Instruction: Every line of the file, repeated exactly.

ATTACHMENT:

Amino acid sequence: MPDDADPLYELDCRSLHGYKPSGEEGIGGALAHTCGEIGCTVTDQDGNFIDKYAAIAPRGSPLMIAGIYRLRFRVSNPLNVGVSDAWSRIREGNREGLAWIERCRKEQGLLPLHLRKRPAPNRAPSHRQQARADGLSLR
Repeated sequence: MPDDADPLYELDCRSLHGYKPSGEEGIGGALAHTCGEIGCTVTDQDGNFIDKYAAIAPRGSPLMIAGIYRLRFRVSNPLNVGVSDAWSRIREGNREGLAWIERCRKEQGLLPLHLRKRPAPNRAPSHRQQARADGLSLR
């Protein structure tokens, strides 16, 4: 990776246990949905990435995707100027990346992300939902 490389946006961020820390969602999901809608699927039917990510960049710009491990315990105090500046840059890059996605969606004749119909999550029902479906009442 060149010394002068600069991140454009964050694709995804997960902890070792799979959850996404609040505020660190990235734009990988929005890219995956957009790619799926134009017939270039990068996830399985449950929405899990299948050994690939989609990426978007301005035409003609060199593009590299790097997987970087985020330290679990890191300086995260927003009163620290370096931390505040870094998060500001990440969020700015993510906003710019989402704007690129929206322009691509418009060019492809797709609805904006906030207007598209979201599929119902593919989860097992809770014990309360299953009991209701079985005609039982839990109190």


Amino acid sequence: MPDDADPLYELDCRSLHGYKPSGEEGIGGALAHTCGEIGCTVTDQDGNFIDKYAAIAPRGSPLMIAGIYRLRFRVSNPLNVGVSDAWSRIREGNREGLAWIERCRKEQGLLPLHLRKRPAPNRAPSHRQQARADGLSLR
Repeated sequence: MPDDADPLYELDCRSLHGYKPSGEEGIGGALAHTCGEIGCTVTDQDGNFIDKYAAIAPRGSPLMIAGIYRLRFRVSNPLNVGVSDAWSRIREGNREGLAWIERCRKEQGLLPLHLRKRPAPNRAPSHRQQARADGLSLR
């Protein structure tokens, strides 16, 4: 990776246990949905990435995707100027990346992300939902 490389946006961020820390969602999901809608699927039917990510960049710009491990315990105090500046840059890059996605969606004749119909999550029902479906009442 060149010394002068600069991140454009964050694709995804997960902890070792799979959850996404609040505020660190990235734009990988929005890219995956957009790619799926134009017939270039990068996830399985449950929405899990299948050994690939989609990426978007301005035409003609060199593009590299790097997987970087985020330290679990890191300086995260927003009163620290370096931390505040870094998060500001990440969020700015993510906003710019989402704007690129929206322009691509418009060019492809797709609805904006906030207007598209979201599929119902593919989860097992809770014990309360299953009991209701079985005609039982839990109190």